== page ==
Jazz Hands
September 14th, 2011, 08:10 PM
My thoughts are: no way. There are too many factors at play here. If your weight decreases obviously you will require less energy to move you through the water from a pure F=ma standpoint. The other factor, though, is how your weight (or body composition) affects your form drag in the water. A higher body fat percentage will make you ride higher in the water, so having that additional weight is not inherently a negative like it would be in land activities like running. So you're kind of working on both sides of F=ma. Lowering your mass will require less force, but it's unclear how much force will be required to overcome drag at your new weight.

I think F=ma is a non-factor in the water. Any of the swim strokes is a cycle of negative and positive acceleration. The negative acceleration comes from drag, which does not strictly depend on mass, although kind of indirectly via body shape like you said. Greater mass is a good thing in the slowing-down phases of the stroke, provided the drag force is constant, because the negative value of acceleration is inversely related to mass. Imagine throwing a ping pong ball versus a golf ball. Which one slows down faster? The flip side of this, of course, is that it's harder to accelerate in the positive acceleration phases of the stroke. But it should be a wash, right?

__steve__
September 15th, 2011, 12:22 AM
Aquatic mammals are generally not lean.

KatieK
September 15th, 2011, 10:24 AM
Even though I completely agree that this is impossible to quantify, I can't resist commenting...


I think F=ma is a non-factor in the water. Any of the swim strokes is a cycle of negative and positive acceleration. The negative acceleration comes from drag, which does not strictly depend on mass, although kind of indirectly via body shape like you said. Greater mass is a good thing in the slowing-down phases of the stroke, provided the drag force is constant, because the negative value of acceleration is inversely related to mass. Imagine throwing a ping pong ball versus a golf ball. Which one slows down faster? The flip side of this, of course, is that it's harder to accelerate in the positive acceleration phases of the stroke. But it should be a wash, right?

I think you're right, except for the push-off. Even though it takes more effort to push off if you have more mass, pushing off is pretty easy. So the additional "work" would not be any more fatiguing than if you had less mass, but you would generate more momentum.

(Not that this comment has anything to do with whether or not or how much weight loss would actually affect swimming speed in real life.)

knelson
September 15th, 2011, 11:05 AM
Aquatic mammals are generally not lean.

I'm not really sure this is 100% relevant. Aquatic mammals need a layer of fat so they can survive in cold water. I guess it does prove that animals can still swim fast even with lots of fat, but seals and whales aren't exactly built like humans, either.

pmccoy
September 15th, 2011, 12:52 PM
Here's my pseudo-science contribution to the thread:

* Drag forces are not directly related to mass but you still have to accelerate your mass to overcome the drag forces in order to maintain a constant velocity. F=ma does apply here. Being heavier hurts.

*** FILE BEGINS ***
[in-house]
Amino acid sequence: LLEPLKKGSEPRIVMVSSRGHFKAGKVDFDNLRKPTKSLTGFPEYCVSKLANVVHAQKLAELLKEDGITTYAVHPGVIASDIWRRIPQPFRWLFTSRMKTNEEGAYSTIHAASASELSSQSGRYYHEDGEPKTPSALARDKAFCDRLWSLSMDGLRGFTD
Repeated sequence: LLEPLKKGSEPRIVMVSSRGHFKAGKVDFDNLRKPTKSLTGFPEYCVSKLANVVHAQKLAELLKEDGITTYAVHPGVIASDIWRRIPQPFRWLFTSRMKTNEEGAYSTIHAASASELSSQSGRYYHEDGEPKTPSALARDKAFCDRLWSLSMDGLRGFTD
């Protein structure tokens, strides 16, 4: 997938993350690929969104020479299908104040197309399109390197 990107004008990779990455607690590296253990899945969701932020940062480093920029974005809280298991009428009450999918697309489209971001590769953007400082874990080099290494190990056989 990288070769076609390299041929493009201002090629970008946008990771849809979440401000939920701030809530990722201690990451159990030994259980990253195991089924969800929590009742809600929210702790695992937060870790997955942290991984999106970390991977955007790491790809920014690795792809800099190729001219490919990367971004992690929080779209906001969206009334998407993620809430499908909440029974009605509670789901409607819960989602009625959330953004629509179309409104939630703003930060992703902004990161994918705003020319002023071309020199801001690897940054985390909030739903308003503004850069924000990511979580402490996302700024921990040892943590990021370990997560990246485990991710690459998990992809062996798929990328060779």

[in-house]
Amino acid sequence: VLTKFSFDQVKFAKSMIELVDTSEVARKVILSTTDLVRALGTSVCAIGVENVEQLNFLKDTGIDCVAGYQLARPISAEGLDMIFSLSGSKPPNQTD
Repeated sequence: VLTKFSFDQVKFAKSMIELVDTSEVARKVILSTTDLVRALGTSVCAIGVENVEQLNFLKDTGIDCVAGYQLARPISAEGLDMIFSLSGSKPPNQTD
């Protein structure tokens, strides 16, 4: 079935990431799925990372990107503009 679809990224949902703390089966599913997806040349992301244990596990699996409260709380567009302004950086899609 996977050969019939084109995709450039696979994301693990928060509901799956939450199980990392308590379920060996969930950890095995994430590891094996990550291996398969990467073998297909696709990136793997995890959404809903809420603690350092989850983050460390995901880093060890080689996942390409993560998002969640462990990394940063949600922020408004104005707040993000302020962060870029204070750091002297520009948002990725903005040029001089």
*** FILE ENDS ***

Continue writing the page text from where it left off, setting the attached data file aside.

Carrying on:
* While drag forces are not directly related to mass, they are related to cross-section and surface area. If you increase your girth, you increase your drag.

* Bouyancy makes a difference. Riding higher reduces the surface area and cross-section exposed to the water. Where you pack on that extra weight has a lot to do with whether or not this really helps. If only we could add fat in full body suit shapes.

* Pushing off a wall or starting block requires more force for a heavier person. You are accelerating your mass so there is really no getting past f=ma. Work is force applied over a distance. No need to go into that.

* I suspect there may be other forces at work other than drag. Wave generation is an interesting one and it turns out that being a little bigger might be an advantage. When you swim, you generate a wave. You actually make two waves, a bow wave and a stern wave. For non-planing boats, there's a point at which going faster becomes increasingly difficult due the interaction between these waves. Turns out the point at which things get harder is a function of the length of the waterline where a larger person would be better off. Don't know if this applies to humans swimming but I suspect it would.

My conclusion: It is hard to tell if packing on a few extra pounds really makes that much difference in swimming. Modeling a rigid body moving through the surface of the water is complicated enough. Accurately modeling a human thrashing about on the surface of the water is not going to happen with our current technology. So, there is not way to do a real objective analysis. We are left with anecdotal evidence like, "I shaved 2 seconds off my 50 free after I lost 10 lbs." Or maybe, "some fat guy blew me away in the 50 free last week. I guess the extra weight doesn't hurt him at all." It definitely isn't the liability it would be in running or cycling.

Allen Stark
September 15th, 2011, 01:51 PM
* I suspect there may be other forces at work other than drag. Wave generation is an interesting one and it turns out that being a little bigger might be an advantage. When you swim, you generate a wave. You actually make two waves, a bow wave and a stern wave. For non-planing boats, there's a point at which going faster becomes increasingly difficult due the interaction between these waves. Turns out the point at which things get harder is a function of the length of the waterline where a larger person would be better off. Don't know if this applies to humans swimming but I suspect it would.